Total run-time is 450 minutes. Since it’s a serial drama I won’t list the episodes—too much of a giveaway. They’re housed on three single-sided discs in a bi-fold cardboard and plastic case, which, unfortunately, has one disc tucked under another.
I’m curious to see what this looks like in HD, because the DVD video presentation, while generally solid, gets a little muddy in dark scenes, and the edges are indistinct. The palette is muted, but the skin tones and colors look natural. I’d also like to see how much detail and grain there is, by comparison. As is, the DVD is of pretty standard quality for a recent release. “Falling Skies” is presented in 16×9 widescreen. That’s the short version. The long version is that it’s “presented in a ‘letterbox’ widescreen format preserving the ‘scope’ aspect ratio of its original theatrical exhibition enhanced for widescreen TVs.”
The audio is an English Dolby Digital 5.1 Surround, with an additional audio option in Brazilian Portuguese and subtitles in ESDH, Latin Spanish, French Parisian, and Brazilian Portuguese. With a decent (but not dominant) bass and a nice timbre, the soundtrack is so proficient that the only complaint I have is that, like so many other contemporary films and TV shows, the action is recorded SO MUCH LOUDER than the dialogue, and this means you’ll be toggling back and forth or else listening to the dialogue in whisper mode.
Included here is a sneak peek at Season 2, an “Animating a Skitter” (4 min.) feature that shows how the aliens were drawn and brought to life. Then there’s a panel from the San Diego Comic-Con 2011 featuring the cast and crew (21 min.) that’s lively and energetic, with Debra Birnbaum moderating, and two three-minute featurettes that feel like promos: “The Unknown” (about the idea of an alien invasion) and “The Second Mass” (about the resistance). But I would have preferred a more detailed look at the Revolutionary War “Second Mass” and other Second Mass’s in history, since the hero is a history prof and wants to teach us all a lesson.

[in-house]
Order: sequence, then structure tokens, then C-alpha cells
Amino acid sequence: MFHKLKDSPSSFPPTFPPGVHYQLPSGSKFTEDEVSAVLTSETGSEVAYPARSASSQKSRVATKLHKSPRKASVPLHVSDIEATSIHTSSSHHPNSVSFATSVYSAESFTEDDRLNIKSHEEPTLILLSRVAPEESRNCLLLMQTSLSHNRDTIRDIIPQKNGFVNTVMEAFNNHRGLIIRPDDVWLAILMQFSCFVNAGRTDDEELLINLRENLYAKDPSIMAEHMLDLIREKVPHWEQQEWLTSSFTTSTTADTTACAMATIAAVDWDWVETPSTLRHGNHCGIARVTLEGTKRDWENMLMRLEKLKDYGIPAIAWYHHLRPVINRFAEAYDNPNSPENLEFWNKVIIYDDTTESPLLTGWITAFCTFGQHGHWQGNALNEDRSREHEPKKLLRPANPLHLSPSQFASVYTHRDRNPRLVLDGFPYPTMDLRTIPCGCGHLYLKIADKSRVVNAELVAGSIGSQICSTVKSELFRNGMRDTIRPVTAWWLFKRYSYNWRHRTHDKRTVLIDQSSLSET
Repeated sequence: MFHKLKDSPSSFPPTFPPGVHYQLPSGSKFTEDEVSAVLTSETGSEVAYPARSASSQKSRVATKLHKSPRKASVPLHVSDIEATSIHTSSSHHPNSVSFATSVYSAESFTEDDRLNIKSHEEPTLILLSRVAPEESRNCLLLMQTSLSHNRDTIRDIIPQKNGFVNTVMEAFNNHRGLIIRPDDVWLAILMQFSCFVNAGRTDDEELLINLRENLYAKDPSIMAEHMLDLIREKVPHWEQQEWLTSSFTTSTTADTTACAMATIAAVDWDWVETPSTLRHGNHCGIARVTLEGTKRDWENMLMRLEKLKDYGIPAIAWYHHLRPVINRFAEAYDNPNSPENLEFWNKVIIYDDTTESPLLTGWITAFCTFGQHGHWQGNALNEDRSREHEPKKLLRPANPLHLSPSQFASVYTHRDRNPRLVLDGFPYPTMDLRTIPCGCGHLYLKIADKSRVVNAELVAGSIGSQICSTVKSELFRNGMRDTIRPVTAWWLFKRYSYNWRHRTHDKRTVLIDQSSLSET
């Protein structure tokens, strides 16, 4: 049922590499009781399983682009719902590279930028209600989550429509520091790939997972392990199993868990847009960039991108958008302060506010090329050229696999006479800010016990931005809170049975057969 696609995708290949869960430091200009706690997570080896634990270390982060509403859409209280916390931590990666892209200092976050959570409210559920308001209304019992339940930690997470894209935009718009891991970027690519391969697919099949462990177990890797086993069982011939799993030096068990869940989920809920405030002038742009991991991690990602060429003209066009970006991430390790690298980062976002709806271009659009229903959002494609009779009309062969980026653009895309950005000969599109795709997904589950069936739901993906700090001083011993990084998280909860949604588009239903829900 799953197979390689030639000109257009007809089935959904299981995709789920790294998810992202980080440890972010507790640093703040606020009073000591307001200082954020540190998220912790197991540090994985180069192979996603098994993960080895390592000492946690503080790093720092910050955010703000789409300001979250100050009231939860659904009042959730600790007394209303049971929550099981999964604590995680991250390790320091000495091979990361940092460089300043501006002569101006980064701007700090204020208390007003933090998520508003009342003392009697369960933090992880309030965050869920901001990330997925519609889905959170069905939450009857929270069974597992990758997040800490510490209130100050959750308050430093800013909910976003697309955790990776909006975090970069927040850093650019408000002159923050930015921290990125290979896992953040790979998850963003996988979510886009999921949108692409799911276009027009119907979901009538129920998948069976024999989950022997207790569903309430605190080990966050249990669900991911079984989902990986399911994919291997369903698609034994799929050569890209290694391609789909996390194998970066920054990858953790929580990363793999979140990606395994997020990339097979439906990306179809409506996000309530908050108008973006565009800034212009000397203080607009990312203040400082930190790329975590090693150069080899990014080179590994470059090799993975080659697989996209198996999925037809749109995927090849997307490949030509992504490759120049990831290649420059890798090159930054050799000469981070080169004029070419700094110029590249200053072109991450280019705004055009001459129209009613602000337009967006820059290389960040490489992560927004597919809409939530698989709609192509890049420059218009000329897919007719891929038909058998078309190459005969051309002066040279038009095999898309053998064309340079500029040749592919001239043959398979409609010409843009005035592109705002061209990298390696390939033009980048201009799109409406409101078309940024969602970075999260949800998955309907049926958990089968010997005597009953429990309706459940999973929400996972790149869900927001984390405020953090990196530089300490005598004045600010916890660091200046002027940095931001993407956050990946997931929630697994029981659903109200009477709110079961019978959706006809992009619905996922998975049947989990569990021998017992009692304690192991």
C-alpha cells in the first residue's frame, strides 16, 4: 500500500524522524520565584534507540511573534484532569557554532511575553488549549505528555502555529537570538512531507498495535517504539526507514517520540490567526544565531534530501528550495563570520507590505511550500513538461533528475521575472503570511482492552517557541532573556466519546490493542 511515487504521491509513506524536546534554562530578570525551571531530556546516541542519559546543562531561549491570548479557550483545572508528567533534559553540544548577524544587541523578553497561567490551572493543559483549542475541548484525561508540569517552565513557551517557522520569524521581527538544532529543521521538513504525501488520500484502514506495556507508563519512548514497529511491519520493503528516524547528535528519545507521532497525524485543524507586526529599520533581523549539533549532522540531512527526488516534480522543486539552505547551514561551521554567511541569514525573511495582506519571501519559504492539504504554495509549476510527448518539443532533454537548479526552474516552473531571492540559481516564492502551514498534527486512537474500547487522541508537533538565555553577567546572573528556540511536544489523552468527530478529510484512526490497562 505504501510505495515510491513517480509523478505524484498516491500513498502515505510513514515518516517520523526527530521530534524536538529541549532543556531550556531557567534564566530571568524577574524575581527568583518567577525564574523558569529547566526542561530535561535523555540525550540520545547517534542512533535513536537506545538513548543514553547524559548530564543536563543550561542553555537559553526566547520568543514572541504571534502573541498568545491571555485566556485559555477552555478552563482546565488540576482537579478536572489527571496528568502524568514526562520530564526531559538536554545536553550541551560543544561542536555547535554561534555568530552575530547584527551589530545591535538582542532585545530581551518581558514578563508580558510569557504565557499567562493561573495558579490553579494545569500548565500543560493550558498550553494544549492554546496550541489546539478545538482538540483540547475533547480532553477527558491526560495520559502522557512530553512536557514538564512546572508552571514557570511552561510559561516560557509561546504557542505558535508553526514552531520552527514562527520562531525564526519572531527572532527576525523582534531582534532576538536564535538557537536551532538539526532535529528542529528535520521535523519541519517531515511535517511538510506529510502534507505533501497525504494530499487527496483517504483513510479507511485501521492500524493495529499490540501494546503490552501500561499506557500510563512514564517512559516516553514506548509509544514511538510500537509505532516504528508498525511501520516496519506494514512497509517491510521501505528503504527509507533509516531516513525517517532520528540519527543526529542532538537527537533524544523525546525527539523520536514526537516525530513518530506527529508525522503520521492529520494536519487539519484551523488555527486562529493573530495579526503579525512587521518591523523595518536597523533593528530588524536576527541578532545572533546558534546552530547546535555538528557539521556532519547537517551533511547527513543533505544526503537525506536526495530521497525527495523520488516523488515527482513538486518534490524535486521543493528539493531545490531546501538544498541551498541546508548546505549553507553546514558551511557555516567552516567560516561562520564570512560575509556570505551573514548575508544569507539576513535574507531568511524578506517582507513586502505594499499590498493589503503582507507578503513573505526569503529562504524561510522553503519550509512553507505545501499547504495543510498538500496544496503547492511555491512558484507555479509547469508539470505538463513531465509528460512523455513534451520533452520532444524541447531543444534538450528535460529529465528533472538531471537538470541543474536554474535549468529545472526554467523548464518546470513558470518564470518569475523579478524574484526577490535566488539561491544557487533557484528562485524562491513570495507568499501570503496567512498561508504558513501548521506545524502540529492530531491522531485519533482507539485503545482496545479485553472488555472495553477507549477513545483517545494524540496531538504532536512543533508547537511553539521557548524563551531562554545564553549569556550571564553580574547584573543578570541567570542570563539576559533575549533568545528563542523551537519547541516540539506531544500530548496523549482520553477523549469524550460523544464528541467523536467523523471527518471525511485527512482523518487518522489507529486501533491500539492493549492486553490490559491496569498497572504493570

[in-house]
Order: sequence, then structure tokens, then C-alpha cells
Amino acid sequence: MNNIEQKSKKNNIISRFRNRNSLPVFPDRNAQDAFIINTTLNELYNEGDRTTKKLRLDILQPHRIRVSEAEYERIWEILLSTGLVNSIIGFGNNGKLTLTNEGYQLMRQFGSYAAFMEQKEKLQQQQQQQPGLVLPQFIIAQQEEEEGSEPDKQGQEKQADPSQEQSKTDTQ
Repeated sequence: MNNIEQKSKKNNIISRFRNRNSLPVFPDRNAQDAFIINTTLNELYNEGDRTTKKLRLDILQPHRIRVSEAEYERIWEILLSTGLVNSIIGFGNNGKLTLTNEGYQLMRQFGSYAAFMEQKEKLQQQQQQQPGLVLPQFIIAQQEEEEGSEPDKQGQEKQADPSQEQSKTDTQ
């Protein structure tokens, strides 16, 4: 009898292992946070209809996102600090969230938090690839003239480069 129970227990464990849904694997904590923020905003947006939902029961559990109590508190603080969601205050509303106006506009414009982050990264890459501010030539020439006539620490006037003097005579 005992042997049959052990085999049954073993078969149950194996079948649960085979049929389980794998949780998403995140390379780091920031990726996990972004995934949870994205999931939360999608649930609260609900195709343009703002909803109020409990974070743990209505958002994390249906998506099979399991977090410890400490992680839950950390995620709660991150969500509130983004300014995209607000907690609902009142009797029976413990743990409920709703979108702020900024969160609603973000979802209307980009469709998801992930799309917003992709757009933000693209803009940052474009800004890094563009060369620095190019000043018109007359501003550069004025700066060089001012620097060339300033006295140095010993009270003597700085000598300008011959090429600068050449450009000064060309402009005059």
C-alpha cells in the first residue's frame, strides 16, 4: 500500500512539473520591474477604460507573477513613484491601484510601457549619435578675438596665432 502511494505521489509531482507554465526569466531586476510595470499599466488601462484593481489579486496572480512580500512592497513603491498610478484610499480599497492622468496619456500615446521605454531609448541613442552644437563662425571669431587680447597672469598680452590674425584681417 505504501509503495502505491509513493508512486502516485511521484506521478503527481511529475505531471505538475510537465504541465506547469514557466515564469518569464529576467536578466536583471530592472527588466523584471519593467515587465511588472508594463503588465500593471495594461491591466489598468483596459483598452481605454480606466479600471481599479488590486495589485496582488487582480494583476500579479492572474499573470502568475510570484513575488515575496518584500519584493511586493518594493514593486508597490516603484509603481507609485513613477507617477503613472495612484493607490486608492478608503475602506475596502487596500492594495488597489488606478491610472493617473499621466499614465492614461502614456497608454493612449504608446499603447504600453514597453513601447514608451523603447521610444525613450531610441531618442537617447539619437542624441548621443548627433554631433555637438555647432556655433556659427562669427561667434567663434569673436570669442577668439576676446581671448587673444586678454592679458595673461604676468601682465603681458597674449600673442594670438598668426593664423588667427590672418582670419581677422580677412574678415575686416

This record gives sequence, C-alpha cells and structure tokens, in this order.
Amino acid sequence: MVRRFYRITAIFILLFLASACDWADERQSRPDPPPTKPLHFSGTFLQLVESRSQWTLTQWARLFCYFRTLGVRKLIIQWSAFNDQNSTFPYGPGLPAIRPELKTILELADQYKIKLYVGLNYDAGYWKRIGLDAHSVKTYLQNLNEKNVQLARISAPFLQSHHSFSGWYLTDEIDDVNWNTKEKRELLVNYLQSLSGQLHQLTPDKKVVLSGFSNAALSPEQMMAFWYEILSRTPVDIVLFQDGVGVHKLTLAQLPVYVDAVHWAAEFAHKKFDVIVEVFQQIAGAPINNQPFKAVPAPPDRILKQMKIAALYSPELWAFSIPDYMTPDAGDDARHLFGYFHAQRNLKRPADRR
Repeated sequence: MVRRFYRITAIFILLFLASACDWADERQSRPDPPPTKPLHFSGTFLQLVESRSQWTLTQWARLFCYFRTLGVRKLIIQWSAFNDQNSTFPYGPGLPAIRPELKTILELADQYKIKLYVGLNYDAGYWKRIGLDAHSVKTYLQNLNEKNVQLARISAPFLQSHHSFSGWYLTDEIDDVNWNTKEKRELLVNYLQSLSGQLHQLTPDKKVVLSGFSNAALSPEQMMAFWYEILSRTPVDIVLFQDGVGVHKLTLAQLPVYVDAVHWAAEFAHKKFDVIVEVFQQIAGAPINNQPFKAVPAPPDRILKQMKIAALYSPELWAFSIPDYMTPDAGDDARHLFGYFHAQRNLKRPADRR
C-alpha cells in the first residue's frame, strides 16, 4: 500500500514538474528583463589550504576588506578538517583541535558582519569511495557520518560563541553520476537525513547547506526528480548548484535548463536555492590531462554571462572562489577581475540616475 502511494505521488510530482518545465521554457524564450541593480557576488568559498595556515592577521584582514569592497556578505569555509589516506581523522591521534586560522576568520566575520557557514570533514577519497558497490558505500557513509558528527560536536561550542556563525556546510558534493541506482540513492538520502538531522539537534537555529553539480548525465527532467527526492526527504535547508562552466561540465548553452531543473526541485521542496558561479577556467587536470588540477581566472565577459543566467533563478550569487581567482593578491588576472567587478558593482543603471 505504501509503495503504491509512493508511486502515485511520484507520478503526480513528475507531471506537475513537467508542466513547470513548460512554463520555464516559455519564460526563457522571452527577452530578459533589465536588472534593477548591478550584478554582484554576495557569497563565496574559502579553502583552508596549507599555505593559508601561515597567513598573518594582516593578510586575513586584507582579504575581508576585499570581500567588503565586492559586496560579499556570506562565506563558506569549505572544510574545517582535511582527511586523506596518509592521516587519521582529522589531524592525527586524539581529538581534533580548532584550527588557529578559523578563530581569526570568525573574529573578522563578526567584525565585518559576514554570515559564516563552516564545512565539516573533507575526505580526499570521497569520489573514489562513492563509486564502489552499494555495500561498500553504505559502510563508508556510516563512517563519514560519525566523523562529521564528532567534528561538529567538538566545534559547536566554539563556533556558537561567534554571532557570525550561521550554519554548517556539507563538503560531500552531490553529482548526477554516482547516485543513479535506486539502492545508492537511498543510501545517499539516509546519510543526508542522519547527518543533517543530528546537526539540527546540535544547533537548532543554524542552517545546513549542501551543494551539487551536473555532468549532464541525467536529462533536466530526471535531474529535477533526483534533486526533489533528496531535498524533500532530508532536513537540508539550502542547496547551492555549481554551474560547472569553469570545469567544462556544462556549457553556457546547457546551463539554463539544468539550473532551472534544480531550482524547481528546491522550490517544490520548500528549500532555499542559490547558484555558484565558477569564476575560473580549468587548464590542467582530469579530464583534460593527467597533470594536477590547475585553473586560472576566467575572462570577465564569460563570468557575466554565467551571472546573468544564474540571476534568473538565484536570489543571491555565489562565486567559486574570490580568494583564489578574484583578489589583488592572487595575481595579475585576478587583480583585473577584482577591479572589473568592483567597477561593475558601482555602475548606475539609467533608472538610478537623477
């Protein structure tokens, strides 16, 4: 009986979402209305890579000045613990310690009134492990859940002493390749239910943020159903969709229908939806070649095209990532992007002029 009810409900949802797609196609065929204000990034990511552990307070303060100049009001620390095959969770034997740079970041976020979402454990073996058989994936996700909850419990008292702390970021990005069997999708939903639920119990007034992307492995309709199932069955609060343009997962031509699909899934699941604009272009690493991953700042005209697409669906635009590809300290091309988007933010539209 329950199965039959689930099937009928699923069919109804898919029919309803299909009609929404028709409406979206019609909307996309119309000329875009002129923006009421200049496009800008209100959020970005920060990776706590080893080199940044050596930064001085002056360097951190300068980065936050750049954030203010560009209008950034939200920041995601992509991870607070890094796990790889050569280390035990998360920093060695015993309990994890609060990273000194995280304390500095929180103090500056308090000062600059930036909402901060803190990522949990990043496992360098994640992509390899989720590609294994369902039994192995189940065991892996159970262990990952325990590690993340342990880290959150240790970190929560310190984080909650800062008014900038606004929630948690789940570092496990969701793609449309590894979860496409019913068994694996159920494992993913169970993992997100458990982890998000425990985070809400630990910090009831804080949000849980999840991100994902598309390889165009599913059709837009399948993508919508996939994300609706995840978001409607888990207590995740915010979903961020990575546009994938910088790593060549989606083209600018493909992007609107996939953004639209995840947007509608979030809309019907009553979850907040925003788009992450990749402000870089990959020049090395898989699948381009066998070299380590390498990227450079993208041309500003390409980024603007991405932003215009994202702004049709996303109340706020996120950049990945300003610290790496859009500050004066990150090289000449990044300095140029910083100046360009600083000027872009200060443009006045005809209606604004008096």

Finally, there are two episode-specific commentary tracks featuring director Greg Beeman, writer Mark Verheiden, and actor Wyle. They’re for the last two episodes of the season: “Mutiny” and “Season Finale: Eight Hours.” Both are worth a listen, but they’re pretty average.
“Falling Skies” drew 6.9 million viewers for Season 1 and was basic cable’s Number 1 new series of 2011, according to Nielsen Media Research. My teenage son was one of them. He loves the series, and thankfully kept his mouth shut as the family watched the DVDs of Season 1.
Despite some heavy-handedness and familiarity, “Falling Skies” is done well, with enough personal drama and believable special effects to make you want to keep watching right up until the season finale cliffhanger . . . and beyond. And while there are a few violent parts, the producers have done a nice job of deemphasizing bloodshed and graphic elements, so as to make this TNT series as family-friendly as shows about fighting aliens can get.